The COP26 climate summit in Glasgow is over and has widely been received as not having delivered enough. Climate activist Greta Thunberg lambasted the talks as a “failure”, echoing the sentiments of many commentators since the conference’s close.
The perceived failure of humanity’s ‘last, best hope’ in the climate fight is unlikely to do anything to soothe the rampant climate anxiety taking root in younger generations. A recent study conducted by the University of Bath surveyed 10,000 young people between the ages of 16 and 25 in ten countries. It collected data on their thoughts and feelings about climate change and government responses to it to date.
The findings make for stark reading regarding the current mental landscape around climate change. Those surveyed said they were worried about climate change, with 59% reporting extreme worry, while 84% reported at least moderate worry. Over 50% said they felt “sad, anxious, angry, powerless, helpless and guilty”, while over 45% said their negative feelings were impacting on their daily life and functioning.
With such a potent combination of emotions swirling in society, particularly among the young, in the face of what is consistently presented as the apocalypse on steroids, it’s no surprise, then, the nihilistic philosophy of anti-natalism is enjoying something of a rebirth.
Anti-natalism is the position which views procreation as morally wrong. Traditionally, this was because suffering was viewed as so intrinsic to existence that you spared a potential child that evil fate by refusing to have it in the first place (and you lessened your own suffering by choosing not to undergo all of the trials and tribulations inherent in raising and loving children).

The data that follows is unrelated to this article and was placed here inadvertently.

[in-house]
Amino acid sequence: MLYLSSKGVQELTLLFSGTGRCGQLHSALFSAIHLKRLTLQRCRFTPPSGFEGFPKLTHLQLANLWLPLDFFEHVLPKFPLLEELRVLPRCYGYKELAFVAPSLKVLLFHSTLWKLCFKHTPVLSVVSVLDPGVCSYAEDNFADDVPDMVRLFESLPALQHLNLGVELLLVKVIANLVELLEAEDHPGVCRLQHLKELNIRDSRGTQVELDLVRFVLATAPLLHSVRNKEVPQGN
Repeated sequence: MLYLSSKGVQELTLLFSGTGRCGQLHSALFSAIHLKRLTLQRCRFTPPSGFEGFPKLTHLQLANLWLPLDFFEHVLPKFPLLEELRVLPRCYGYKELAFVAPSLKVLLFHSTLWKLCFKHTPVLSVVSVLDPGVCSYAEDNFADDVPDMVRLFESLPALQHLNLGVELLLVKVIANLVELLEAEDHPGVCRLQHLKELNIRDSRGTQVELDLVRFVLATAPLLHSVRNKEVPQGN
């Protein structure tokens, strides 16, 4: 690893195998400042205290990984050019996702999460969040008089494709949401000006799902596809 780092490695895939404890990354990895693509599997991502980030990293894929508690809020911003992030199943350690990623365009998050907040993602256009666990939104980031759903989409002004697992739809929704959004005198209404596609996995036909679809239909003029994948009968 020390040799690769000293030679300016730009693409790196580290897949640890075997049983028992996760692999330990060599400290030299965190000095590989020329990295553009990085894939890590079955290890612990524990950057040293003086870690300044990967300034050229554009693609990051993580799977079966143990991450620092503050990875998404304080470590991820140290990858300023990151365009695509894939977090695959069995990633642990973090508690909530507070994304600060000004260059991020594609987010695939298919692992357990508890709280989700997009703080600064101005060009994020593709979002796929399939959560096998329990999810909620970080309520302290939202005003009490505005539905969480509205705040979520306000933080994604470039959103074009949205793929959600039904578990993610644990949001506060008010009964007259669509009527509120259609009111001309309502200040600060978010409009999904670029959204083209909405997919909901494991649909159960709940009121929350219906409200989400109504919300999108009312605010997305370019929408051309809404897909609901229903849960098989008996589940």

However, it has taken on a new dimension in the 21st Century. While that same old vilification of being and life is there in many cases, a social dimension has been added as a result of the looming threat of climate change. Extreme climate activists have taken to arguing that the greatest contribution a person can make in the struggle against climate change is to forgo having children at all – or limiting family size as much as possible.
The position isn’t exactly unpopular, either, with such high-profile proponents as Prince Harry and Megan Markle saying they’re limiting their family to two children, and US representative Alexandria Ocasio-Cortez musing in an Instagram livestream whether it’s still ok to have kids. Scores of articles on the internet ask the same question, while a 2019 survey revealed a notable minority of 30% of respondents agreed with the notion that climate change should be considered when deciding whether or not to have children.
There are surely many factors to be considered when a couple discusses their family, but this burgeoning philosophy is the very antithesis of “open to life”.
Instead, it condemns life as no more than the suffering and evil that often afflict it – a fact that is expressed nowhere more clearly than Christ’s cross.The proper response to this, as Jesus showed us, isn’t to clam up and admit evil’s triumph over good – as the anti-natalists are doing. I When God sent humanity forth to be fruitful and multiply, he didn’t set a limit on it. The solution to climate change isn’t to decide not to have children, or to stick to a one or two child policy. It’s to raise a family centred on Christ, trusting that he’ll lead them to proper treatment of his creation.
It’s to open ourselves up ever more generously to life, trusting in God’s goodness and the goodness of his creation.
Legislation and conferences are surely an integral part in the nitty-gritty of solving the world’s problems, but they must never lead us from a fundamental trust in the goodness of God and his creation.